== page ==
AP Highlight in History: On Sept. 26, 1960, the first televised debate between presidential candidates took place in Chicago as Republican Richard M. Nixon and Democrat John F. Kennedy squared off.
On this date in:
Thomas Jefferson was appointed America's first secretary of state and John Jay the first chief justice.
Poet T.S. Eliot was born in St. Louis, Mo.
Composer George Gershwin was born in Brooklyn, New York.
The Federal Trade Commission was established.
United Nations troops recaptured the South Korean capital of Seoul from the North Koreans.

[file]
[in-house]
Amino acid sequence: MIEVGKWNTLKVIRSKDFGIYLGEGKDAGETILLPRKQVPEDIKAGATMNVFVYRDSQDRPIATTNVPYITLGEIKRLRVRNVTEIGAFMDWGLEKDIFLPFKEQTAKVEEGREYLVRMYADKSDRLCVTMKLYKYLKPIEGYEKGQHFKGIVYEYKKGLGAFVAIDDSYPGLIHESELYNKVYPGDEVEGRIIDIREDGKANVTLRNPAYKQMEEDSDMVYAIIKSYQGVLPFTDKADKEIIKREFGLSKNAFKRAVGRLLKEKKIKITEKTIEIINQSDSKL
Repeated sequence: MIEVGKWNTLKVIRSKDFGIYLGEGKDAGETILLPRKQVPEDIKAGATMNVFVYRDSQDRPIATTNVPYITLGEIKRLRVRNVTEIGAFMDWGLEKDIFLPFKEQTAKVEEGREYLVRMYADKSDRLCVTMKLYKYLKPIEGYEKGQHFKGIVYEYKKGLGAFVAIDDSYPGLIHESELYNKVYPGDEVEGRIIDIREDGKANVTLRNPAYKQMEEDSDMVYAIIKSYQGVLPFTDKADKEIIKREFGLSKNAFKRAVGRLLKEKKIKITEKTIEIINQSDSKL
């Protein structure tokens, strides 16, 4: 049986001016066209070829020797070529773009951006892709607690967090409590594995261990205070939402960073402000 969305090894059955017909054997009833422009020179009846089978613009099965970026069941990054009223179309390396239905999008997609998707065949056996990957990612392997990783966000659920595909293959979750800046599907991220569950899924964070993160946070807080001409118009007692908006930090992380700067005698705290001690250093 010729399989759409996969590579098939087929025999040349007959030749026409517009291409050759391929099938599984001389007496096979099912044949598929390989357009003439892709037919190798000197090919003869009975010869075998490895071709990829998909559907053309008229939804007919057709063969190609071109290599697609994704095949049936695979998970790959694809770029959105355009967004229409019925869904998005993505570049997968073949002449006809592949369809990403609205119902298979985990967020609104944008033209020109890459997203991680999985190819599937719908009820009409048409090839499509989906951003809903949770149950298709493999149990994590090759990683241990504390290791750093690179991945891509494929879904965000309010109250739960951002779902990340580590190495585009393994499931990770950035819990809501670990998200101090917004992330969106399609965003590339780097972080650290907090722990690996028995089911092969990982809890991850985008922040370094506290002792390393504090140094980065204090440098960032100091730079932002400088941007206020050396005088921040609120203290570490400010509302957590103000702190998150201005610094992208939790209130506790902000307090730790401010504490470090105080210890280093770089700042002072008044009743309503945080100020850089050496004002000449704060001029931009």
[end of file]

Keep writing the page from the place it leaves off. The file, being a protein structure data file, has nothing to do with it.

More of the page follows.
The musical "West Side Story" opened on Broadway.
The album "Abbey Road" by the Beatles was released.
William H. Rehnquist was sworn in as the 16th chief justice of the United States, while Antonin Scalia joined the Supreme Court as an associate justice.
Slobodan Milosevic conceded that his challenger, Vojislav Kostunica, had finished first in Yugoslavia's presidential election. Milosevic declared a runoff, a move that prompted mass protests leading to his ouster.
Army Pfc. Lynndie England was convicted by a military jury on six counts stemming from the Abu Ghraib prison abuse scandal.
International weapons inspectors announced the Irish Republican Army's full disarmament.
Myanmar began a violent crackdown on protests, beating and dragging away dozens of monks.